The Different Types of Regulatory Exemptions

What are the different types of regulatory exemptions people can use to raise capital?

When raising capital, entrepreneurs must generally register with the SEC, or fall under a regulatory exemption. Those who register with the SEC are the likes of public companies, such as the ones you see on the New York Stock Exchange or the Nasdaq. However, the vast majority of capital raised in the United States is actually raised privately, not publicly, and falls under a private placement exemption.

Of the $1.8 Trillion raised under Regulation D from 2009-2017, 99.9% of the capital was raised under Rule 506(b) and 506(c). There’s good reason for this–those exemptions are fairly easy to use and provide federal preemption, meaning issuers don’t have to deal too much with state laws.

The general rule of thumb when it comes to the various SEC securites regulations and rules is that the more the SEC allows you to do, the more they’re going to ask for in return.

Most issuers raise capital under Rule 506(b), which allows an unlimited raise amount and unlimited numbers of accredited investors, but limits you to up to 35 non-accredited investors. You should have a substantial, pre-existing relationship with these investors, and cannot generally solicit (or advertise). Investors can self-certify (or fill out a form) that they are accredited.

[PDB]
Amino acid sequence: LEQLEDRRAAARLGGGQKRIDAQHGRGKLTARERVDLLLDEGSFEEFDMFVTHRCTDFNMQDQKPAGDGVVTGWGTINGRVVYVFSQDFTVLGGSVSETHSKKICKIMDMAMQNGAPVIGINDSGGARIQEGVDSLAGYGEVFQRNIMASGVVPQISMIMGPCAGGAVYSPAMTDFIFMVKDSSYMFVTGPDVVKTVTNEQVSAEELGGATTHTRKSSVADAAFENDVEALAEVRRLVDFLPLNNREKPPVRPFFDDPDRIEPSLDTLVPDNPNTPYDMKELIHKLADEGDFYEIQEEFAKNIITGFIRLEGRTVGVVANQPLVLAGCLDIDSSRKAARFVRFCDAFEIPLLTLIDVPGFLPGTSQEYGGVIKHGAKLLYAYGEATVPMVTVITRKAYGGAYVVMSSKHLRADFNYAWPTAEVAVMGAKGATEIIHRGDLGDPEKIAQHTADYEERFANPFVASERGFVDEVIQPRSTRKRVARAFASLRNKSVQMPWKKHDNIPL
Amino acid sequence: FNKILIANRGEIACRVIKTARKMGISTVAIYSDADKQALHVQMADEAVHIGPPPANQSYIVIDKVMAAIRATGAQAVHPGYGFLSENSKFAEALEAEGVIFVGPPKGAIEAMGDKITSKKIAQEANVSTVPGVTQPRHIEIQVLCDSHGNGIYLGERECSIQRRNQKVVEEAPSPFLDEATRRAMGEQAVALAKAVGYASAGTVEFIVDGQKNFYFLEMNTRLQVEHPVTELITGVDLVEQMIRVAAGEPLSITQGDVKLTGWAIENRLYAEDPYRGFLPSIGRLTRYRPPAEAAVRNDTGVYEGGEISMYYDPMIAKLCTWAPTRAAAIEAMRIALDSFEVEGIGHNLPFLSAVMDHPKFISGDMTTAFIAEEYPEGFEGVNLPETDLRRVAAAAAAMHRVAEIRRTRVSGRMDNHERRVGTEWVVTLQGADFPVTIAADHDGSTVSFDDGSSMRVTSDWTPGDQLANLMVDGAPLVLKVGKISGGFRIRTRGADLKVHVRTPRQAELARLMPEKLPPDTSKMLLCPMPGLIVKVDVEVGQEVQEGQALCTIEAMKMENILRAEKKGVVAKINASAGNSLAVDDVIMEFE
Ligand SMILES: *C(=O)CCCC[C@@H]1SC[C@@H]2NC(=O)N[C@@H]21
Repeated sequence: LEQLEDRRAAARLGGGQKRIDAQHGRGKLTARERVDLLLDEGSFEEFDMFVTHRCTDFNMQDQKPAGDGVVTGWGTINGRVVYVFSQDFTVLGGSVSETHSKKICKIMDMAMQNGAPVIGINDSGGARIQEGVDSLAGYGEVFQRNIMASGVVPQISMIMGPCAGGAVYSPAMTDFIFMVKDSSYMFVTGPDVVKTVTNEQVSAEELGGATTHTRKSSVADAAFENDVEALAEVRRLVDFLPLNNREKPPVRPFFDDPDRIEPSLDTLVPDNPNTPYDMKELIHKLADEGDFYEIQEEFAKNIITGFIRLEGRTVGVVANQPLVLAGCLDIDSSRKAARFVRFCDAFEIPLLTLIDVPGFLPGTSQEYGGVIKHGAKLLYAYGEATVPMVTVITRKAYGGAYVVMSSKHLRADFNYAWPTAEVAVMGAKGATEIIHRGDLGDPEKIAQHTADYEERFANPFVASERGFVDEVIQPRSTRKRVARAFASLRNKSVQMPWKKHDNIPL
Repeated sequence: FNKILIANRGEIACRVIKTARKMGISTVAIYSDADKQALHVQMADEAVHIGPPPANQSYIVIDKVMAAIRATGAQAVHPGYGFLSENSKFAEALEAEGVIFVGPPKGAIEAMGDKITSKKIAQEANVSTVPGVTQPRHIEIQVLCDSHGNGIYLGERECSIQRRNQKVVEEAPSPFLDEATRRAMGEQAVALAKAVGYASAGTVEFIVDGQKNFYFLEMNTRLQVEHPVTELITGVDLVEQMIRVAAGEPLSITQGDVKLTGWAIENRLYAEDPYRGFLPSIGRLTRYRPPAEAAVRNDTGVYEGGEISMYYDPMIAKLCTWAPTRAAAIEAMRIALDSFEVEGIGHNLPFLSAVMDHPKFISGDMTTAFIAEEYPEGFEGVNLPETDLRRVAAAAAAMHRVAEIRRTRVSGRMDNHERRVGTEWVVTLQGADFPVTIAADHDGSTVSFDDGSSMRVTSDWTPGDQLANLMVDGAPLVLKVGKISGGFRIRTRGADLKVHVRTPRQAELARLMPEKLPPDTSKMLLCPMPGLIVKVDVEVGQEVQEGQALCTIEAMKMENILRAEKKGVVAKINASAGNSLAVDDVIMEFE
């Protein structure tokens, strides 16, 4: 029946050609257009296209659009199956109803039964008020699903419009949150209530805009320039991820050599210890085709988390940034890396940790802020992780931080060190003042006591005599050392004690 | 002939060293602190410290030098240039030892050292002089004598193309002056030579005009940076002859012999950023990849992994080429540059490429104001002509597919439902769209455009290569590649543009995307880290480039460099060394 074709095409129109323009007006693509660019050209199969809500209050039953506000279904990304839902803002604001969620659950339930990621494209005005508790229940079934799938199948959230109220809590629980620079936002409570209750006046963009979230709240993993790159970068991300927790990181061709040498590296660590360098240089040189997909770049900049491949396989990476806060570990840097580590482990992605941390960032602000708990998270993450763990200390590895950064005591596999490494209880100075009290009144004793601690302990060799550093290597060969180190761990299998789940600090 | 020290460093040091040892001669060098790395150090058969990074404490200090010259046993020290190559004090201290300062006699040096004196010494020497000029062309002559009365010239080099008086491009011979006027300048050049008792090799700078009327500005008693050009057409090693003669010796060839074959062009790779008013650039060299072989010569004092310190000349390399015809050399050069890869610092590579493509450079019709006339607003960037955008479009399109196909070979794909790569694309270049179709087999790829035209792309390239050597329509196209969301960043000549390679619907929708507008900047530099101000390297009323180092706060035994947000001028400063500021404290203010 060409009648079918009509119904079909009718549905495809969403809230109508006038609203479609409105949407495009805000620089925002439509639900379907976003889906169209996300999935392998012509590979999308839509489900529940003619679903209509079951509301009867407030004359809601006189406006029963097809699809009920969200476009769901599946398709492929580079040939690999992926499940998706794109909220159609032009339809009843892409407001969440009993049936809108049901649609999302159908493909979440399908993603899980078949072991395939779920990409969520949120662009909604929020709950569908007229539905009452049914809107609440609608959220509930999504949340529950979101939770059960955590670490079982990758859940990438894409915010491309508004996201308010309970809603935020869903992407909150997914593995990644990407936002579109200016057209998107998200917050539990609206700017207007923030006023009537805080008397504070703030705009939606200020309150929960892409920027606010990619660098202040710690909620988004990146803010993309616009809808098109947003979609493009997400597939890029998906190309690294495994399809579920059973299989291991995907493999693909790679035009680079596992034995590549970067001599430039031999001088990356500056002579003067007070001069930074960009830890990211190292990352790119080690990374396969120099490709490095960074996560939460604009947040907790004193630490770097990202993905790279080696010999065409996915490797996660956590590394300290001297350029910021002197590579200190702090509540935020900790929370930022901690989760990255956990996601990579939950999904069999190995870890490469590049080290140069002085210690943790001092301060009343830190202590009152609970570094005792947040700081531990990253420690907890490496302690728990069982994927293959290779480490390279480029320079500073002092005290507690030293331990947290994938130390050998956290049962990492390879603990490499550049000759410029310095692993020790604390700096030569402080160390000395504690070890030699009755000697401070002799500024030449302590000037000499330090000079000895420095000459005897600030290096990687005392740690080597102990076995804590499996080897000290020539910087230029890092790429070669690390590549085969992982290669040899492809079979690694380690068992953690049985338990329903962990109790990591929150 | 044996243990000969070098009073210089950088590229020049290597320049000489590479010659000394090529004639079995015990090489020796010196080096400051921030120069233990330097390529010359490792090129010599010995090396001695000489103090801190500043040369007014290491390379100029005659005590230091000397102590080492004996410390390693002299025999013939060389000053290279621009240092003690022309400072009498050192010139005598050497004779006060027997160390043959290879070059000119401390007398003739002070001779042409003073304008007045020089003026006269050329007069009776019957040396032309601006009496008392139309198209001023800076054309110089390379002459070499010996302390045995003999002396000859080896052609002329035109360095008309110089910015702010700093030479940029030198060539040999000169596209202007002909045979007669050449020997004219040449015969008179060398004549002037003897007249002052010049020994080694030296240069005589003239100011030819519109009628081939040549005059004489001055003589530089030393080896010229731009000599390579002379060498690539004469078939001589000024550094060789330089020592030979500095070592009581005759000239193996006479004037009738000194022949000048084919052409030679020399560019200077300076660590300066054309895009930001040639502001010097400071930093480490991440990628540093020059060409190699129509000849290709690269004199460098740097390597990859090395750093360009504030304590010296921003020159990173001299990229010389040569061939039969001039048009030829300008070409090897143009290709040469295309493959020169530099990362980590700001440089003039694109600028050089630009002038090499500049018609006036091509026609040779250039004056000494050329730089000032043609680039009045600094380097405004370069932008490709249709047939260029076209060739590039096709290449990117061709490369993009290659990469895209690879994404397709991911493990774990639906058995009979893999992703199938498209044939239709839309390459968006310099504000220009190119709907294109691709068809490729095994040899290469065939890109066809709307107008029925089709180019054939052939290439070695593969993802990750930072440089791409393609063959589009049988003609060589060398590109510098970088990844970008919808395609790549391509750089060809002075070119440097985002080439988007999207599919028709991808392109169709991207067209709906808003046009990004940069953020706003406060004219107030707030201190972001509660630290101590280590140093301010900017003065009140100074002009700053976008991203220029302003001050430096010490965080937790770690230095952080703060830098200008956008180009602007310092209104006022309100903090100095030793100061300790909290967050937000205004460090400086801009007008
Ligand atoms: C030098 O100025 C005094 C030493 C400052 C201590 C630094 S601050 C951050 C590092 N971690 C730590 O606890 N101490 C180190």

About 4% of capital raised under Regulation D is raised under Rule 506(c)–a newer exemption that became effective only in 2013 as a result of the JOBS Act. Much like Rule 506(b), this rule allows unlimited raises and unlimited numbers of accredited investors, but bars investments from an non-accredited investors. However, issuers are allowed to generally solicit (or advertise) the offering, meaning that they can announce it online through ads, social media, at meetups, through unsolicited email, via radio, etc. However, issuers must verify that their investors are, in fact, accredited (thus, no more self-certification process, as was the case in Rule 506(b)). This is a more probing investigation of the investor involving W-2s and tax documents, and a source of friction when closing an investor, so many issuers will not use a Rule 506(c) offering unless they have a well thought-out plan to take advantage of the advertising capability that Rule 506(c) offers.